The Government of Nova Scotia announced a new 10-kilometre section of twinned Highway 104 over Weaver’s Mountain is now open to traffic .

Another two-kilometres of brand new four-lane, divided highway to James River has also been finished. It is part of a larger project that will see Highway 104 twinned from the New Brunswick border to just east of Antigonish.

“Twinned highways help to keep Nova Scotia drivers safe,” said Kim Masland, Minister of Public Works. “Completing this stretch of highway is a significant milestone for the highway 104 twinning project. It’s an exciting time for the hundreds of people working on this project, for communities along this highway and for trade across the country that travels through this important corridor.”

The newly twinned highway 104 (No. 78 on ReNew Canada’s 2023 Top100 Projects report) is expected to be fully open to drivers later this summer.

“The opening of the new section of twinned highways on Highway 104 is a testament to our commitment to prioritize the safety of Canadians and strengthen our supply chain. The National Trade Corridors Fund supports important trade routes across the country, including this crucial corridor in Nova Scotia. The improved infrastructure will not only make travel safer, but also contribute to the efficient flow of goods and services in Canada,” said federal Minister of Transport, Omar Alghabra.

The construction cost of the project is $364.3 million, including $274.3 million from the Province and up to $90 million from the Government of Canada’s National Trade Corridors Fund.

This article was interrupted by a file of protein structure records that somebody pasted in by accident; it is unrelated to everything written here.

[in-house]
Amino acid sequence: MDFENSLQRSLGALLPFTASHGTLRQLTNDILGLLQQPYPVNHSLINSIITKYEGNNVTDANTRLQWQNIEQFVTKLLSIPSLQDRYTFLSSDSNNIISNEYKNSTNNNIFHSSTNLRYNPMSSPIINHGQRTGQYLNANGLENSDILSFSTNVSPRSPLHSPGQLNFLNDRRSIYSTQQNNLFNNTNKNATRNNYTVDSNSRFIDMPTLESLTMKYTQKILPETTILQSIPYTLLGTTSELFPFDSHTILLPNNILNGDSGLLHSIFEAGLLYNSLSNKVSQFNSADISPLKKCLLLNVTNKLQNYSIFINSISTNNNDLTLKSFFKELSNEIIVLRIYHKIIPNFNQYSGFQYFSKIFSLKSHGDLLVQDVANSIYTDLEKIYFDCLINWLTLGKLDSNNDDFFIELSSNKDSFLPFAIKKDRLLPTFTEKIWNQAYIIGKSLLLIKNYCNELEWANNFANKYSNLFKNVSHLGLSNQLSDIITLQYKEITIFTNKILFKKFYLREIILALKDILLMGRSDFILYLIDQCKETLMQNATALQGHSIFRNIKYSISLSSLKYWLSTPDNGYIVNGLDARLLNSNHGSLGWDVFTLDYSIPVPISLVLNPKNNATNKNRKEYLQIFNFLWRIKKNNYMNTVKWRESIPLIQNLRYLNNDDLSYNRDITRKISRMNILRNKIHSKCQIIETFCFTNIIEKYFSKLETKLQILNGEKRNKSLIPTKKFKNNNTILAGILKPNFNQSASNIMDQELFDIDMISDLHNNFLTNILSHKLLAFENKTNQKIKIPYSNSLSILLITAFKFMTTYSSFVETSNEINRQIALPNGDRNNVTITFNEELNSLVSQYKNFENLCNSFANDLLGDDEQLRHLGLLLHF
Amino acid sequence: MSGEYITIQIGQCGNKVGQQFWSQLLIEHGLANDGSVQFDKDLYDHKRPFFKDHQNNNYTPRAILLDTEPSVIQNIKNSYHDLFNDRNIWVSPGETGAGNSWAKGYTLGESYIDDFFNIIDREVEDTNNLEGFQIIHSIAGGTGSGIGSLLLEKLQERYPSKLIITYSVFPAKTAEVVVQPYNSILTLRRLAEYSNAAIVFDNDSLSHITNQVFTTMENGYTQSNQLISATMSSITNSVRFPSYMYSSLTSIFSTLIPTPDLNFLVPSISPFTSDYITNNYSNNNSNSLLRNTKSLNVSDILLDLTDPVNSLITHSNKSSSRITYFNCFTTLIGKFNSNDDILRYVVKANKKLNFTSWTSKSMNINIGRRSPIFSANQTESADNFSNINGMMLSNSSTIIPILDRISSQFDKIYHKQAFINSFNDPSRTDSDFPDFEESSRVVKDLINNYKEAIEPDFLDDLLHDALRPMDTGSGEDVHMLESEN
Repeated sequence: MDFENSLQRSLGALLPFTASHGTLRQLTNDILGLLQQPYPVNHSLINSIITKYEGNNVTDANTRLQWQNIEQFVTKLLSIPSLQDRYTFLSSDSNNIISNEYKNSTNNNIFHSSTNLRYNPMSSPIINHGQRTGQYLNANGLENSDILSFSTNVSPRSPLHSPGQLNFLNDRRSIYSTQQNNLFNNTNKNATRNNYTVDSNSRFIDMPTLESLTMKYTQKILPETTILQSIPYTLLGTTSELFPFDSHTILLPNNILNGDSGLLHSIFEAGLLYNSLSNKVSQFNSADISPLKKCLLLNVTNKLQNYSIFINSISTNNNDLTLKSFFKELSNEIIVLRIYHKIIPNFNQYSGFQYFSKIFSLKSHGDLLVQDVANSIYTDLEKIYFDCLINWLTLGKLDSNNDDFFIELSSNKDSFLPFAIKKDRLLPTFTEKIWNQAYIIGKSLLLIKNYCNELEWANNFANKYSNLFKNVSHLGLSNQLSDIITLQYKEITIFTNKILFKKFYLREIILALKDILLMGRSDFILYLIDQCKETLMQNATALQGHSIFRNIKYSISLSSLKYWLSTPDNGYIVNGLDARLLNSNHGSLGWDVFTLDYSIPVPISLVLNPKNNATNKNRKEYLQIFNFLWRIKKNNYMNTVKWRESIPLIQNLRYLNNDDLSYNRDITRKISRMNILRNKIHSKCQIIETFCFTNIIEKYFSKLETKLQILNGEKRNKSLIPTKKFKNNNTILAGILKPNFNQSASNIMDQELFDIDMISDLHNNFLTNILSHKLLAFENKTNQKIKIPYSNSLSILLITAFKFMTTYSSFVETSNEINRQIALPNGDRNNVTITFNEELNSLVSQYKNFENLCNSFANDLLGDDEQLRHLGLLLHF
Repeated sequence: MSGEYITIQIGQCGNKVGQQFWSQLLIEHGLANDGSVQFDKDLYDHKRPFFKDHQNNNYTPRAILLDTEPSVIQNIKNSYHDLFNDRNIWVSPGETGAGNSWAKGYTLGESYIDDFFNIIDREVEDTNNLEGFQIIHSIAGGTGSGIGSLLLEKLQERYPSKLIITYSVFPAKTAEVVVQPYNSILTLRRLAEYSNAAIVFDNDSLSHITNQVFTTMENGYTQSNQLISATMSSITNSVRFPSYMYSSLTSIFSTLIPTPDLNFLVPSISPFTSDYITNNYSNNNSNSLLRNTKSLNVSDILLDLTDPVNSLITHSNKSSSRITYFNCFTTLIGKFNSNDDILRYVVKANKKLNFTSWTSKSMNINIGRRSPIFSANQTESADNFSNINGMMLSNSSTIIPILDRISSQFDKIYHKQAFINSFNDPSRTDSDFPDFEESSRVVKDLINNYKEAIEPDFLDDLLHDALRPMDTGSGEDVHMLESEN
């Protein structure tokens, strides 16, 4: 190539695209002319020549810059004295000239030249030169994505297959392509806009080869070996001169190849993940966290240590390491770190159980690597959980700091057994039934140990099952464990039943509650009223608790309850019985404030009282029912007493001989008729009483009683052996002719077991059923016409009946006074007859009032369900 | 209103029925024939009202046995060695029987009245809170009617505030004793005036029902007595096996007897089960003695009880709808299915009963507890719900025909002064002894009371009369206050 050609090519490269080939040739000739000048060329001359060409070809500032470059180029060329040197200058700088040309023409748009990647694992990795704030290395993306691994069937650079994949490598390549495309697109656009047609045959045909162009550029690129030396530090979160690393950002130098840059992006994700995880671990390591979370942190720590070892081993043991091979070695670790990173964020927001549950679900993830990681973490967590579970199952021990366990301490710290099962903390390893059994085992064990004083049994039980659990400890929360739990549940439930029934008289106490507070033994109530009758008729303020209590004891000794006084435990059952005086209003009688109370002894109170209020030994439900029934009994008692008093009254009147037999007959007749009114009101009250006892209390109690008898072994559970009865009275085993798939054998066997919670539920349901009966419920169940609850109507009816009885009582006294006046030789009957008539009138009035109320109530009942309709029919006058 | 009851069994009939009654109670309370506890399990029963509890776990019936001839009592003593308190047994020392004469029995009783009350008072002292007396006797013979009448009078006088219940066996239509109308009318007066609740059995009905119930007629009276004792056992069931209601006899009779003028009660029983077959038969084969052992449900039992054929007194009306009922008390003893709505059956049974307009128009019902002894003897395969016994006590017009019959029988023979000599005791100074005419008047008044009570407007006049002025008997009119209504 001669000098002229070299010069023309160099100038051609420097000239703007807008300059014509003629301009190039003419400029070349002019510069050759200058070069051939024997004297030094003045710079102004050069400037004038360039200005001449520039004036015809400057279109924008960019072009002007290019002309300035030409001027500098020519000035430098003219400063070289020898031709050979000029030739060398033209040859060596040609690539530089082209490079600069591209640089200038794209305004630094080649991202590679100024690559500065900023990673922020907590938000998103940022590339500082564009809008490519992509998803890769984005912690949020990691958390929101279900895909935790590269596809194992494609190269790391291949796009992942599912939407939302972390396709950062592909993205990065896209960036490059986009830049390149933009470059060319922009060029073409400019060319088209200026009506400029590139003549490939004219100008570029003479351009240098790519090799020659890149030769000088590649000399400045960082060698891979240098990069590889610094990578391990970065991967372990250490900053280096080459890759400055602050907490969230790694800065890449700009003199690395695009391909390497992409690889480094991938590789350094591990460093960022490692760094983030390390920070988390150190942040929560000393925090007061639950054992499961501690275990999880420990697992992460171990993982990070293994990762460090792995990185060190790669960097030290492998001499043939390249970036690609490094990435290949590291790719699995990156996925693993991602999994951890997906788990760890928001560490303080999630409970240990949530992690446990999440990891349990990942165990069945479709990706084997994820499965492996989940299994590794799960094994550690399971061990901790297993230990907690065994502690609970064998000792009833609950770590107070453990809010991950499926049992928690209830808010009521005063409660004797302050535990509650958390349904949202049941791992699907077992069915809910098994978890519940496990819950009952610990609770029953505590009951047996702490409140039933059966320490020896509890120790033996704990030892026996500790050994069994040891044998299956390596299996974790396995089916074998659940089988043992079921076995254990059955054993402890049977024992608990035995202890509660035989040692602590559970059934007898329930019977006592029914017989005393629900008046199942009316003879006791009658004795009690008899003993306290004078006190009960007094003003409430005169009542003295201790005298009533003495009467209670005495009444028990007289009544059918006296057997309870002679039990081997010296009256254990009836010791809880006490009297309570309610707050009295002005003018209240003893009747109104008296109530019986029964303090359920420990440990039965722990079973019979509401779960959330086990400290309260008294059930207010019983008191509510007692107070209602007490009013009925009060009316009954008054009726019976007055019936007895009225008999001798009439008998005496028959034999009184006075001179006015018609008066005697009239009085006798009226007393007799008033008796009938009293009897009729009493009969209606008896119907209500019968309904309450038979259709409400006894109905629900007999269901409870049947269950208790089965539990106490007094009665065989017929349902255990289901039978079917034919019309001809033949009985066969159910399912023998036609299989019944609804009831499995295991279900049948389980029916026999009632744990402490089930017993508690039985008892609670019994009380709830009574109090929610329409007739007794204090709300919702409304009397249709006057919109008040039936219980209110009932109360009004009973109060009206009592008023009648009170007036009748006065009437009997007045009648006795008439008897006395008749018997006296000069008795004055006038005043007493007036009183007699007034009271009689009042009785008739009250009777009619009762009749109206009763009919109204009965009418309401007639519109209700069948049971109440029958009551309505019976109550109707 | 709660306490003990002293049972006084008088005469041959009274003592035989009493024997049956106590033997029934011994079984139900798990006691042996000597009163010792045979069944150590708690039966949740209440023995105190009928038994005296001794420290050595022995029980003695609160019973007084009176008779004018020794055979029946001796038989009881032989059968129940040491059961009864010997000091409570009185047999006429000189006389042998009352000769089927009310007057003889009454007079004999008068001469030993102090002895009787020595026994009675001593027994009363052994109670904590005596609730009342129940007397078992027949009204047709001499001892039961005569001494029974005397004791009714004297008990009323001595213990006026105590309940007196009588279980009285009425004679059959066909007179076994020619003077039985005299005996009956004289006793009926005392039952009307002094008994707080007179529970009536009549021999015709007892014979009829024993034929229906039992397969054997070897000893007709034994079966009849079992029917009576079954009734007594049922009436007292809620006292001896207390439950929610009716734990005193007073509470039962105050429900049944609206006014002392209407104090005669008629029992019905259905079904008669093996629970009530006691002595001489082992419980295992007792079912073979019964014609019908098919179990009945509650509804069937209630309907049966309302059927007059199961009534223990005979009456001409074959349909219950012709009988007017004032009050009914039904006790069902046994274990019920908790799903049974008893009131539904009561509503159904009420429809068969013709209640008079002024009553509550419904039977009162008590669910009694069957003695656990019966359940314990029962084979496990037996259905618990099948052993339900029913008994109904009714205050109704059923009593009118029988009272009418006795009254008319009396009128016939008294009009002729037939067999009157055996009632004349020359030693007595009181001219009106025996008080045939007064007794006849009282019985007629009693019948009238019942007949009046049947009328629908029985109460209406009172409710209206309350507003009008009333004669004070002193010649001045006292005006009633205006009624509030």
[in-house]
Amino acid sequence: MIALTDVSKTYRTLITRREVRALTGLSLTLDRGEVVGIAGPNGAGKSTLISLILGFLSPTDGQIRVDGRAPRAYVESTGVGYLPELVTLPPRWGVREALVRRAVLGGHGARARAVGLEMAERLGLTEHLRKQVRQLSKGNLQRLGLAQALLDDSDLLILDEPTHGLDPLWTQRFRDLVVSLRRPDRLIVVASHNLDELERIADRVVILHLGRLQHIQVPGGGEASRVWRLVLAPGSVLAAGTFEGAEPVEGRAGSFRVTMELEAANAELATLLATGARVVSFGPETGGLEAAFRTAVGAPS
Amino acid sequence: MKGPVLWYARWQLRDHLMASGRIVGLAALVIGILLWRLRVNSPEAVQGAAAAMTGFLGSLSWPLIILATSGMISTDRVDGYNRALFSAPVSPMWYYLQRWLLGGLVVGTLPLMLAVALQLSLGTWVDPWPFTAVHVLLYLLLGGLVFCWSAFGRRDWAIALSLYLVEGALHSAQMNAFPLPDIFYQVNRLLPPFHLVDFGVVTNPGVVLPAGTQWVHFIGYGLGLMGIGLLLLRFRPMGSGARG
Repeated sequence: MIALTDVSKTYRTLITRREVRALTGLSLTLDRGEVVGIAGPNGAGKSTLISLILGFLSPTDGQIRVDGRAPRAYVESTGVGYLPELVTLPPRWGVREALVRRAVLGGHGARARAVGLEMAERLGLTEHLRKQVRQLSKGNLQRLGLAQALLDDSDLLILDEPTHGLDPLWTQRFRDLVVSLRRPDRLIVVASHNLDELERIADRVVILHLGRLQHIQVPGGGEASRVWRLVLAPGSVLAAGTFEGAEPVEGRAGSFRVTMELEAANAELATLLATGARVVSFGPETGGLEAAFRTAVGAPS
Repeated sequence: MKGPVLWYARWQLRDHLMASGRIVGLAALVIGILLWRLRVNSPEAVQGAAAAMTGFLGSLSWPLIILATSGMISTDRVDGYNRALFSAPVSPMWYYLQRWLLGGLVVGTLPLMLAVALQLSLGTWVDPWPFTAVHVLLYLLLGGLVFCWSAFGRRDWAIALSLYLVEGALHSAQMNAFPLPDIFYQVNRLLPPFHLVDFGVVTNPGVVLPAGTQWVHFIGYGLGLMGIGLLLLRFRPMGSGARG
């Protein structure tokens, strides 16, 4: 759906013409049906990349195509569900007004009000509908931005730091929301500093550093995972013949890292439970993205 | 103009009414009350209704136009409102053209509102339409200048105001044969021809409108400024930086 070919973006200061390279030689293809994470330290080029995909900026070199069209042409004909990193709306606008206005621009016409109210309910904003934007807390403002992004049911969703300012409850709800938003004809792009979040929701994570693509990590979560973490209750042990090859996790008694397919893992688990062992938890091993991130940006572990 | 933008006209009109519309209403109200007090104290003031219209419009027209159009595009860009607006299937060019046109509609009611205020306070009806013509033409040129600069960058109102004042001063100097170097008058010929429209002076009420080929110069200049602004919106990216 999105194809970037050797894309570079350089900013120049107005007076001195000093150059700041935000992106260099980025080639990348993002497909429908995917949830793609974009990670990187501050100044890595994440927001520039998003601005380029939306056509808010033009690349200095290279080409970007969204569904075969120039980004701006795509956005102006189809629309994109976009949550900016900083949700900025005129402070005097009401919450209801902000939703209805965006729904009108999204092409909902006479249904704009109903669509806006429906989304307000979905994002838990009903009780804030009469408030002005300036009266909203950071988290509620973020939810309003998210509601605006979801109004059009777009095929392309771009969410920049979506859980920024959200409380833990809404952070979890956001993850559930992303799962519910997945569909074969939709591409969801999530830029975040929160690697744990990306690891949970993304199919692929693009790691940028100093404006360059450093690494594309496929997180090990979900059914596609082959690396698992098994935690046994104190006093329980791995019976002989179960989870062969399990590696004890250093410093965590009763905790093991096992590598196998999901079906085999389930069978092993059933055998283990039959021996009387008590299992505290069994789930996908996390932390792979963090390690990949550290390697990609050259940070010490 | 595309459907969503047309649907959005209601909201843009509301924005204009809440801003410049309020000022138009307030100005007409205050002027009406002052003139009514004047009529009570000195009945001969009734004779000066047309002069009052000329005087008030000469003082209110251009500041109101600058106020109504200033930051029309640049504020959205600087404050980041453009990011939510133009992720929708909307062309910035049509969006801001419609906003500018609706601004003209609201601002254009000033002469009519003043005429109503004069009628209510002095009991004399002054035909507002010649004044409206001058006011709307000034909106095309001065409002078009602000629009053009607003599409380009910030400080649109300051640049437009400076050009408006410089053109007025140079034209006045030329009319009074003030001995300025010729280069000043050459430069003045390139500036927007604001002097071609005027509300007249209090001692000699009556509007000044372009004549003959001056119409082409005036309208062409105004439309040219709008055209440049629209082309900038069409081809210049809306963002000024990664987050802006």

“On behalf of all St. FX students, faculty and staff who use the Trans Canada 104 to travel to campus daily, this is very exciting news. The twinning of the highway between Antigonish and New Glasgow creates a safer and shorter commute for everyone. I would like to recognize both the Province and the Federal Government for making this a reality. Also, it’s remarkable to see the hard work completed by construction teams over the past few years. We are very grateful,” said David Graham, vice president Advancement, St. Francis Xavier University.

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The project covers about 38 kilometres of highway and includes the construction of two new interchanges, 24 new bridges and environmental enhancements including wildlife corridors and fencing.

Once completed, Dexter Nova Alliance will be responsible for the operation and maintenance of 63 kilometres of highway.

“We are proud to work on a project of this magnitude and with such positive impacts on the future of Nova Scotia and Atlantic Canada. This is a major milestone that provides significantly improved safety to this roadway. The progress that this occasion represents is due to the many Nova Scotians working hard every day to bring this project to completion. We’re almost there,” said Ken MacLean, chair, Dexter Nova Alliance GP

Featured image: (Government of Nova Scotia)

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